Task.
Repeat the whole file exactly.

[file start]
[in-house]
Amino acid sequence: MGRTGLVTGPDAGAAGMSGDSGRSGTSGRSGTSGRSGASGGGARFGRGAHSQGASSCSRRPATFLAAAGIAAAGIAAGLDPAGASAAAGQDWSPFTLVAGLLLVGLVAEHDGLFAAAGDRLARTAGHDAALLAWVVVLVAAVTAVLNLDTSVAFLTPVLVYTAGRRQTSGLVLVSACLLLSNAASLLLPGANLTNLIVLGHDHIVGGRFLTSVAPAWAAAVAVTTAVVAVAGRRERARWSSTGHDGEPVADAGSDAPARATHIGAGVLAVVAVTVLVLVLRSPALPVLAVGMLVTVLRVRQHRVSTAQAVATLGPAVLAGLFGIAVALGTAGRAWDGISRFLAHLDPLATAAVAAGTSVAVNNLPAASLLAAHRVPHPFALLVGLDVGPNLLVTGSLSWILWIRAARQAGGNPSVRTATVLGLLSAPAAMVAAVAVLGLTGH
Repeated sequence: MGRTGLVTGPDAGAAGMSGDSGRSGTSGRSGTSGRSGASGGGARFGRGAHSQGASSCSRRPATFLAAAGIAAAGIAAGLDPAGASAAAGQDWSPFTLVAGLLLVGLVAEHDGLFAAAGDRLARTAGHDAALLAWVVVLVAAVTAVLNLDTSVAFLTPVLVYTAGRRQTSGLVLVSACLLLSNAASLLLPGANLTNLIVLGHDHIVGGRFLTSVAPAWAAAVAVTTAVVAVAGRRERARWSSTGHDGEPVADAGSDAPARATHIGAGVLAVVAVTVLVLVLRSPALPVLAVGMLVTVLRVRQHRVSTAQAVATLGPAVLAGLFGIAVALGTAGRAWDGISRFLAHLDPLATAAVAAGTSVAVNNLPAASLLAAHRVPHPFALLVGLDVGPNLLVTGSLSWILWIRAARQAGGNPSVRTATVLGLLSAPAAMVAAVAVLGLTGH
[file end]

[in-house]
Amino acid sequence: MGRTGLVTGPDAGAAGMSGDSGRSGTSGRSGTSGRSGASGGGARFGRGAHSQGASSCSRRPATFLAAAGIAAAGIAAGLDPAGASAAAGQDWSPFTLVAGLLLVGLVAEHDGLFAAAGDRLARTAGHDAALLAWVVVLVAAVTAVLNLDTSVAFLTPVLVYTAGRRQTSGLVLVSACLLLSNAASLLLPGANLTNLIVLGHDHIVGGRFLTSVAPAWAAAVAVTTAVVAVAGRRERARWSSTGHDGEPVADAGSDAPARATHIGAGVLAVVAVTVLVLVLRSPALPVLAVGMLVTVLRVRQHRVSTAQAVATLGPAVLAGLFGIAVALGTAGRAWDGISRFLAHLDPLATAAVAAGTSVAVNNLPAASLLAAHRVPHPFALLVGLDVGPNLLVTGSLSWILWIRAARQAGGNPSVRTATVLGLLSAPAAMVAAVAVLGLTGH
Repeated sequence: MGRTGLVTGPDAGAAGMSGDSGRSGTSGRSGTSGRSGASGGGARFGRGAHSQGASSCSRRPATFLAAAGIAAAGIAAGLDPAGASAAAGQDWSPFTLVAGLLLVGLVAEHDGLFAAAGDRLARTAGHDAALLAWVVVLVAAVTAVLNLDTSVAFLTPVLVYTAGRRQTSGLVLVSACLLLSNAASLLLPGANLTNLIVLGHDHIVGGRFLTSVAPAWAAAVAVTTAVVAVAGRRERARWSSTGHDGEPVADAGSDAPARATHIGAGVLAVVAVTVLVLVLRSPALPVLAVGMLVTVLRVRQHRVSTAQAVATLGPAVLAGLFGIAVALGTAGRAWDGISRFLAHLDPLATAAVAAGTSVAVNNLPAASLLAAHRVPHPFALLVGLDVGPNLLVTGSLSWILWIRAARQAGGNPSVRTATVLGLLSAPAAMVAAVAVLGLTGH